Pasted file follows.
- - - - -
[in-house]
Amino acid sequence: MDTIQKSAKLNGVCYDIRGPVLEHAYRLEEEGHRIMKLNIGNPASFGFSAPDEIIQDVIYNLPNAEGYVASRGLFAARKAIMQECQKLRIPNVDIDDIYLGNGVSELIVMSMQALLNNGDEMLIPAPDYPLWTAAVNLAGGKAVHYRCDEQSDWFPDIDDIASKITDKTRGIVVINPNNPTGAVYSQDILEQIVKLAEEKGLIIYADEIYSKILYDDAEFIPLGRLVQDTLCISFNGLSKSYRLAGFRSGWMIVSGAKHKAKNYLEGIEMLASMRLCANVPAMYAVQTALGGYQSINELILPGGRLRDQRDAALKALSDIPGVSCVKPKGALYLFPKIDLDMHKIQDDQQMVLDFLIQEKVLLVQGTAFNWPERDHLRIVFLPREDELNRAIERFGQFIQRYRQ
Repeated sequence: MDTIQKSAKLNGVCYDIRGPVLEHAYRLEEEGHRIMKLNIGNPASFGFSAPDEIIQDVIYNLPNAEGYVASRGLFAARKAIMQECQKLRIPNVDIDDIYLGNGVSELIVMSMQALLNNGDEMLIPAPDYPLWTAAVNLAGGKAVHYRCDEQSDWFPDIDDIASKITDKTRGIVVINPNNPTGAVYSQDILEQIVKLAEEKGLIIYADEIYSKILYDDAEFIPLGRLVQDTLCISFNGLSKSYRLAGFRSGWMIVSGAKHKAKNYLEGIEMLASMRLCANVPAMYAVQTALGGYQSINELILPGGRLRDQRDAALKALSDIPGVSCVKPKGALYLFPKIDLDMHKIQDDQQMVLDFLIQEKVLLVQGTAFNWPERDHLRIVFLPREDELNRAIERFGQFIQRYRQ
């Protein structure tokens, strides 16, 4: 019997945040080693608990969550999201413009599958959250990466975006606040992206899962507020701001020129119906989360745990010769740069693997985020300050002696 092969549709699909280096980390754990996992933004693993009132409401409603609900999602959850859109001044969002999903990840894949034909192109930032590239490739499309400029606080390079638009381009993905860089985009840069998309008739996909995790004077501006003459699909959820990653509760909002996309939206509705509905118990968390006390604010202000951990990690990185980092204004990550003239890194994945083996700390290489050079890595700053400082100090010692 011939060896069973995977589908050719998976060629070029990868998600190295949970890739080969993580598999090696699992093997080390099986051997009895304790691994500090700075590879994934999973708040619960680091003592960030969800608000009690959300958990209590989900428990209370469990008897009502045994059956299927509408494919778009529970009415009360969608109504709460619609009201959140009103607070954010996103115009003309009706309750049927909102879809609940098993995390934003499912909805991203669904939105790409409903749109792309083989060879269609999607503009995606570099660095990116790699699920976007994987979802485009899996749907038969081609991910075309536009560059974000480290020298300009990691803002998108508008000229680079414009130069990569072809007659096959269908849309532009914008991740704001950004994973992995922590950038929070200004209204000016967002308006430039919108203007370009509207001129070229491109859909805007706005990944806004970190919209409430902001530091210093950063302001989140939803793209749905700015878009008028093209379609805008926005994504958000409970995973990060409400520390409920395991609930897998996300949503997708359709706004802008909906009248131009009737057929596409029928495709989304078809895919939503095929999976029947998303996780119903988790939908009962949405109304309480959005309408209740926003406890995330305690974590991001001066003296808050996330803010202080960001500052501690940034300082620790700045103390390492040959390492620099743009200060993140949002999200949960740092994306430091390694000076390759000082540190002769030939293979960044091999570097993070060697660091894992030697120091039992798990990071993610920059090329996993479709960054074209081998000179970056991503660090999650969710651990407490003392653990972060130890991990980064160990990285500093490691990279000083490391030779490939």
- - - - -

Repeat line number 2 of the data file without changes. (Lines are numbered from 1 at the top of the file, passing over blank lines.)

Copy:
Amino acid sequence: MDTIQKSAKLNGVCYDIRGPVLEHAYRLEEEGHRIMKLNIGNPASFGFSAPDEIIQDVIYNLPNAEGYVASRGLFAARKAIMQECQKLRIPNVDIDDIYLGNGVSELIVMSMQALLNNGDEMLIPAPDYPLWTAAVNLAGGKAVHYRCDEQSDWFPDIDDIASKITDKTRGIVVINPNNPTGAVYSQDILEQIVKLAEEKGLIIYADEIYSKILYDDAEFIPLGRLVQDTLCISFNGLSKSYRLAGFRSGWMIVSGAKHKAKNYLEGIEMLASMRLCANVPAMYAVQTALGGYQSINELILPGGRLRDQRDAALKALSDIPGVSCVKPKGALYLFPKIDLDMHKIQDDQQMVLDFLIQEKVLLVQGTAFNWPERDHLRIVFLPREDELNRAIERFGQFIQRYRQ